I could say so much more about the film and the way different writers with connections to the countries took on different stories. Or how beautiful the cinematography was. Or drop the names of the well known who came on board to narrate. I think, though, that my most important response is to ask myself how I can help fight ignorance and fuel positive change. Yes, the film was disturbing and inspiring. Now what? What can I do?
Well, for starters, I can share my thoughts and encourage others to see this film or support this cause. So here I am. To find out more about 10×10 or Girl Rising, how to get involved or where to see the film, visit their websites. Also, check out a preview of the film below:
Another step I have taken is to give financially to this cause, which helps girls education initiatives throughout the world.
In addition to financial support, I was challenged by others and within myself to find ways to support this cause on a local level. Within my own day to day world, I have the opportunity to educate and because of this movement, I will be more proactive about pursuing that. I have also discovered a couple local programs that align with empowering girls and women through education and am getting involved with at least one of them (more details on this as it develops).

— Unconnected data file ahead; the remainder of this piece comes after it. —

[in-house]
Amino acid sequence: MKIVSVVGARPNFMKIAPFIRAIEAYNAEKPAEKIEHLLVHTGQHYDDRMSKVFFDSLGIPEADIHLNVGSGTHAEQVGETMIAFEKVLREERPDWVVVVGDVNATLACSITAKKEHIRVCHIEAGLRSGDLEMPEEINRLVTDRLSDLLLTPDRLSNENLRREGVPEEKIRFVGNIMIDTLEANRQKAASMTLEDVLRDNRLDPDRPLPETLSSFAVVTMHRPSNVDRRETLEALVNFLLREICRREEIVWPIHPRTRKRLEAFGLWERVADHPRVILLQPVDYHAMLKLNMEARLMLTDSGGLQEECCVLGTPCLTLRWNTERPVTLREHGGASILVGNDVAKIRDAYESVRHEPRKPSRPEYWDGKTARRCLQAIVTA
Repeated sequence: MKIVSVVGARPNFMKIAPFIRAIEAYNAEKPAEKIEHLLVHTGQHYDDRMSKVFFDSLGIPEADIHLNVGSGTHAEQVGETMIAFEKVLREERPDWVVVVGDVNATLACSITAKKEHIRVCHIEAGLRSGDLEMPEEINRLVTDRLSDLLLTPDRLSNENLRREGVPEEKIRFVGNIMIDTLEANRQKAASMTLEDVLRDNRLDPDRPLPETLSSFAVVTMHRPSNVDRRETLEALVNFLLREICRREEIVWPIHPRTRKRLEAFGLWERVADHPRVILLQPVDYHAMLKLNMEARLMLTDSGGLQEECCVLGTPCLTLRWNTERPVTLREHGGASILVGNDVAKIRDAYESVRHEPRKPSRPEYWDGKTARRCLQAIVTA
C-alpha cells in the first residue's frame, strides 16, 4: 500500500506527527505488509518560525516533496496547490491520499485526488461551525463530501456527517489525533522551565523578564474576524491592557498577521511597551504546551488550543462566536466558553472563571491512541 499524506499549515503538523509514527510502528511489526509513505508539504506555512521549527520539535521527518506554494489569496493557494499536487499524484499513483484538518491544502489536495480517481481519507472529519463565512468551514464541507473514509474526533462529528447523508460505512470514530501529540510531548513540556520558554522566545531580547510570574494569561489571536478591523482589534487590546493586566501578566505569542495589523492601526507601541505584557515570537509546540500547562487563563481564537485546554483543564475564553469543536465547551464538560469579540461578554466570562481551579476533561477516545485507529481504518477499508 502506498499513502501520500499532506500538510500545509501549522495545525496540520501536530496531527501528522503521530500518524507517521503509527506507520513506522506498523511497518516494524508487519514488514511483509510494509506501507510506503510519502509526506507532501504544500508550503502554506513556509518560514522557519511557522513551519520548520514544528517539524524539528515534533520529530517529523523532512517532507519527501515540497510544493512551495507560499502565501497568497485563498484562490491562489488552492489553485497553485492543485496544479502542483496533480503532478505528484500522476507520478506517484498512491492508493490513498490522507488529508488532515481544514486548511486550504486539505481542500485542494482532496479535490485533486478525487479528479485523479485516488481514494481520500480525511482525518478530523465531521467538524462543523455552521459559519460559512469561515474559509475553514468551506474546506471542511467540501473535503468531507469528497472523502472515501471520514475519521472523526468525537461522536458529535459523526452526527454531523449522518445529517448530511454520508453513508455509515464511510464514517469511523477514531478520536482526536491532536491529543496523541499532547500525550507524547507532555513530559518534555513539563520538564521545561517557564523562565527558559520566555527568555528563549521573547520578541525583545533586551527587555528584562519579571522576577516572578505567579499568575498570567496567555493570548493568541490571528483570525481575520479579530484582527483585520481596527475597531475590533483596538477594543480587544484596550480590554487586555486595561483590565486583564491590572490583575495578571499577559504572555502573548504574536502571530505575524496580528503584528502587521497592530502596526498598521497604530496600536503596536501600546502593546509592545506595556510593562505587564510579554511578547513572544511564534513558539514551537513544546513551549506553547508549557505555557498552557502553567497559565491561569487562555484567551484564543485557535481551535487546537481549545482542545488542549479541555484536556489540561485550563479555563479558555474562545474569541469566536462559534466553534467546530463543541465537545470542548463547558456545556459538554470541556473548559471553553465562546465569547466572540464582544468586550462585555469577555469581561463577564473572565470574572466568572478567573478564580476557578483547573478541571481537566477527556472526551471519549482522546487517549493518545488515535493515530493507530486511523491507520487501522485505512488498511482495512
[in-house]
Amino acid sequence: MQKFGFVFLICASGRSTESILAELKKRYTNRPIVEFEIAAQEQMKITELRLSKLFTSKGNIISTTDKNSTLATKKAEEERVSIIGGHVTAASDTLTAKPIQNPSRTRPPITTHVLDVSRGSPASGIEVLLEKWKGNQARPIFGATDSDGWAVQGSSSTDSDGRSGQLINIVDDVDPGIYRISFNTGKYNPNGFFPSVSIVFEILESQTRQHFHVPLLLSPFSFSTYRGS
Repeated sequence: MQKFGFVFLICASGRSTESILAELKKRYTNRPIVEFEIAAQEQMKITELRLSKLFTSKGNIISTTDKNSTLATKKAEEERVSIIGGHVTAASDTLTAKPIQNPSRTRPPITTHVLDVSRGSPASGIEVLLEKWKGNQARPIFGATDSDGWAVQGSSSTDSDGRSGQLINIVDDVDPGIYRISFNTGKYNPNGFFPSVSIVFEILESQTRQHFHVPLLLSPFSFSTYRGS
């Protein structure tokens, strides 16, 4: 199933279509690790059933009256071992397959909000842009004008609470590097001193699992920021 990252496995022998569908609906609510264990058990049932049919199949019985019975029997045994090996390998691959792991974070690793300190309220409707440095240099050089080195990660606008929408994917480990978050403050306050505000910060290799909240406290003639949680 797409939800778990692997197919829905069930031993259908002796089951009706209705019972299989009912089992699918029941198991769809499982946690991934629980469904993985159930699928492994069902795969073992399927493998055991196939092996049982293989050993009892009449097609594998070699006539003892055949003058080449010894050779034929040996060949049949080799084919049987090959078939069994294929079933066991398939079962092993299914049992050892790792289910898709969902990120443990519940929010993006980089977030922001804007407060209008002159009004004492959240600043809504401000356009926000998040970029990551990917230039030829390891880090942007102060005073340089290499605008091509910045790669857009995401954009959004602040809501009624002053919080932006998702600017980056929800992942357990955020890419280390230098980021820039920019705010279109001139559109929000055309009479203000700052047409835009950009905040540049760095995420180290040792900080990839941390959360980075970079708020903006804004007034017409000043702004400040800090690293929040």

I want to share two other organizations that I have been a part of in some way already that align well with supporting girls education and happen to help two of the countries focused on in the film, Peruvian Hearts and The Anyway Foundation.
My passion lies in creating positive change in this world on an individual, local and global level. For me, it anchors in the arts and I want to use my creative voice to fuel this change and give others the opportunity to do the same. This film has inspired me to continue to pursue my passion.
There is a quote from the film that I want to end with here, but I cannot track it down or remember it in detail, but I will find it soon and it will be here. 🙂
photo from the 10×10 media resources page
How fabulous are these?!?
I knew I had to make these the first time I saw the idea. Valentines dinner gave me the perfect excuse, though they would obviously be lovely any day. 🙂
This was super simple and a lot of fun. It did take a tiny bit of a time commitment to cut the fruit and assemble, but it was worth it.
Fruit. Be creative! (I used watermelon, kiwi, cantaloupe, pineapple, strawberries and blueberries)
Heart Shaped Cookie Cutter
Kabob Sticks (or whatever they are called…they have them at most grocery stores)
I bought halves of the pineapple and melons and cut slices of desired thickness to cut the hearts. The kiwi and strawberries were easy to quickly slice and heart up. One thing I would say is to make sure the hearts are thick enough so that they stay intact on the stick. I made mine about half an inch thick.